When reading about the condition Dermatillomania, many people begin to worry that they too have this disorder. So how do you know if you suffer with it? At what point does picking at your skin become equivalent to having a disorder? The following questions were ones I created for everyone to assess if picking at their skin is problematic.
- Do you pick at your skin enough to cause you emotional distress?
- Does your skin picking prevent you from engaging in social activities?
- Do you feel that you are being held back in life because of your skin picking?
- Do you keep your obsessive skin picking a secret for fear of judgment?
- Do you feel ashamed that you are unable to stop picking at your skin?
- Does this make you feel alone?
While these are questions are not official diagnostic tools, they can help determine if skin picking is a problem in your life. The DSM-5 will have criteria to diagnose the disorder, although I’m not convinced from proposals that the criteria is specific enough yet, but it’s a start! The OCD Center of LA provides an online assessment to test if your skin picking is an issue to be worried about.
Also from the OCD Center of LA comes a GREAT article outlining the “ABC’s of Dermatillomania” by Karen Pickett, MFT. Please read the article for an in-depth look at this concept but in short, here’s what A, B, and C stand for:
“An “A” is something that almost “Anyone” would pick. This could be a piece of dry skin hanging off your arm, a pus-filled whitehead on your chin that pops at your mere touch, or a scab that’s barely hanging on which you easily detach.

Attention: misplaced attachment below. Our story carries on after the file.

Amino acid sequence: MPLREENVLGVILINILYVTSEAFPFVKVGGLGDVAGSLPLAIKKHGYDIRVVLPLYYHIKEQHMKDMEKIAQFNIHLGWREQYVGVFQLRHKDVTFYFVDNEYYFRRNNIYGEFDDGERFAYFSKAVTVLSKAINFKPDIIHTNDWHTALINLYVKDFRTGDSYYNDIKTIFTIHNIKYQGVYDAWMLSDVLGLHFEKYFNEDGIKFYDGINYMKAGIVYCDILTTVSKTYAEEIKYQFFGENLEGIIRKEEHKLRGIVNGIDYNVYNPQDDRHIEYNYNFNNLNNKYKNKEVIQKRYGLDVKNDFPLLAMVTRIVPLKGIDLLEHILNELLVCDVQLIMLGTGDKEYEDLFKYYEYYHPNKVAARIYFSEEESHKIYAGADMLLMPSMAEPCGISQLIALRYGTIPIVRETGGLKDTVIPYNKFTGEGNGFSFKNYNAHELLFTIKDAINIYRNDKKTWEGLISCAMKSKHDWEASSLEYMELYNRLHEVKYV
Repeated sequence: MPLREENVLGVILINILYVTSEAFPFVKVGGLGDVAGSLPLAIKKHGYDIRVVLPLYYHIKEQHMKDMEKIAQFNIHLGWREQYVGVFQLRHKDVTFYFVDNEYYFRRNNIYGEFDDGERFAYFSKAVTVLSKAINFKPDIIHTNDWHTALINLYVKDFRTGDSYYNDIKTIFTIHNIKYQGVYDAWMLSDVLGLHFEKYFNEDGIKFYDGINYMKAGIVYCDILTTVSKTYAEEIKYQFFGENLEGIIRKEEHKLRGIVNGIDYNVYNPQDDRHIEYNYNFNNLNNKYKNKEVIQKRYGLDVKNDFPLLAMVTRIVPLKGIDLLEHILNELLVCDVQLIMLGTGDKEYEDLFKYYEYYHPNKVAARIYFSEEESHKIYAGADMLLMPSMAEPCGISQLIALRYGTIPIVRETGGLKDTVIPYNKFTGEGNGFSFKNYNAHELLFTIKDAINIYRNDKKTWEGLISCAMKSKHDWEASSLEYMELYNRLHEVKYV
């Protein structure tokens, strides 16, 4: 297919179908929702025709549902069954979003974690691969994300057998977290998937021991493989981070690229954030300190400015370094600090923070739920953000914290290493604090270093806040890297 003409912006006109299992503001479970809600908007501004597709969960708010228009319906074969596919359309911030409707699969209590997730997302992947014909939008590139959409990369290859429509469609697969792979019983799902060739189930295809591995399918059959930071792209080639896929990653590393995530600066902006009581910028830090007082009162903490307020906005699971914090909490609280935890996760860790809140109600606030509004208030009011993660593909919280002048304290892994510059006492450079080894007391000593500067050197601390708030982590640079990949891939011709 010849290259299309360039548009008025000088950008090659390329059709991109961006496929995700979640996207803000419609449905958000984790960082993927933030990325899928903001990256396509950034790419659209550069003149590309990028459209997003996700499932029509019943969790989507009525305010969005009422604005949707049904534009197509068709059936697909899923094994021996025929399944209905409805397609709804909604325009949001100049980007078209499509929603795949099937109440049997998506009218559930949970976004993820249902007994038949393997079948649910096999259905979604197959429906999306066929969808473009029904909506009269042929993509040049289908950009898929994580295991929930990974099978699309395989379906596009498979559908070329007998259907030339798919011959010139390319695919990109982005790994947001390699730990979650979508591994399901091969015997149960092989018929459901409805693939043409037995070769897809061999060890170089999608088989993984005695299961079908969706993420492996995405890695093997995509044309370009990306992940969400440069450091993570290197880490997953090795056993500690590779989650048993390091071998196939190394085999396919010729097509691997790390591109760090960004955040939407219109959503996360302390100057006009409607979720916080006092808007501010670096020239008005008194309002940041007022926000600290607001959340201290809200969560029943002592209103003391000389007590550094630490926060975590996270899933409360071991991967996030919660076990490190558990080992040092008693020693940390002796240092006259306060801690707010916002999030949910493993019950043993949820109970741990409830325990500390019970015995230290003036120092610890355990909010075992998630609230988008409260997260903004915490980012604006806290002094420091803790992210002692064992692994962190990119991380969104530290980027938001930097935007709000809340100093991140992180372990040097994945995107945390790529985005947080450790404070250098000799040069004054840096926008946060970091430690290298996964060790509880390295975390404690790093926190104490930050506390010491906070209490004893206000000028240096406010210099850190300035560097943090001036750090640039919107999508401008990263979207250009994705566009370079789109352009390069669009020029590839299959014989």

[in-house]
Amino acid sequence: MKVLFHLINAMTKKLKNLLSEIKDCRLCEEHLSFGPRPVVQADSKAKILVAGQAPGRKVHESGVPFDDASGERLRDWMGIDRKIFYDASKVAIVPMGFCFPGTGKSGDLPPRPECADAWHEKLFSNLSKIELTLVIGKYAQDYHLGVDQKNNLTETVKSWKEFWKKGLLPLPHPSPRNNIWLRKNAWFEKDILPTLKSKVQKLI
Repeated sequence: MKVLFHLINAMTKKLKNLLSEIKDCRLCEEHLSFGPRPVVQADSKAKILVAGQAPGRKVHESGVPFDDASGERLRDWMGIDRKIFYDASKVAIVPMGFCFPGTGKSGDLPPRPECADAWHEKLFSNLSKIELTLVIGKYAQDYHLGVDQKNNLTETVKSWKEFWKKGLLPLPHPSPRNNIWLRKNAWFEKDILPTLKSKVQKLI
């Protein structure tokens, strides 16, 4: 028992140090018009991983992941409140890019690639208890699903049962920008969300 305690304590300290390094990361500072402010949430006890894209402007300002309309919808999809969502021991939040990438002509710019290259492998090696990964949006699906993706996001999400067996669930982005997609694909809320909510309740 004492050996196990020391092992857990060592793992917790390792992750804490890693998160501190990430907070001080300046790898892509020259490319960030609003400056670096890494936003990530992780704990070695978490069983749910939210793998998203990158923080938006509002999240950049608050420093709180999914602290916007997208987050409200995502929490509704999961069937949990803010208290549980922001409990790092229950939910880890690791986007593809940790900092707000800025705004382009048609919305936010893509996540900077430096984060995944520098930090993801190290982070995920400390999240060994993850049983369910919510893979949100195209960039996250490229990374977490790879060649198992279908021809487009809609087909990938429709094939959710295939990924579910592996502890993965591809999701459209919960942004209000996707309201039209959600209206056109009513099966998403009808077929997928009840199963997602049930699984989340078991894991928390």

A “B” is a “Bump”, pimple, scab, etc. that only a skin picker would pick. This is something that would either become an “A” over time or go away on its own if left alone. But, a skin picker will frequently start picking at it and make it significantly worse. It may then bleed, ooze, scab, and possibly become infected. This in turn will cause two additional problems – it will cause the picker significant distress, and it will give him or her something new to pick at later. In my experience, I have found that clients with CSP classify at least 50% of their picking as “B’s”.
“C” stands for “Create”, meaning the individual with CSP is not picking at anything objectively “real”, but in the process of picking at her skin, he or she “creates” something such as a blemish, scratch or scab. A “C” is something that only someone with Dermatillomania would pick. There is often nothing apparent on the skin, but the picker starts picking or scratching, and in the process creates a wound.”
– Karen Pickett, MFT
As always, please see a trained practitioner if you believe your skin picking is interfering with your day-to-day activities and causing you emotional distress. Other tests may need to be taken to determine if your skin picking is the root of a skin disorder or psychological affliction. Having Dermatillomania isn’t cut and dry because there are many reasons and triggers, so many types that I believe will become unraveled once more research uncovers the details.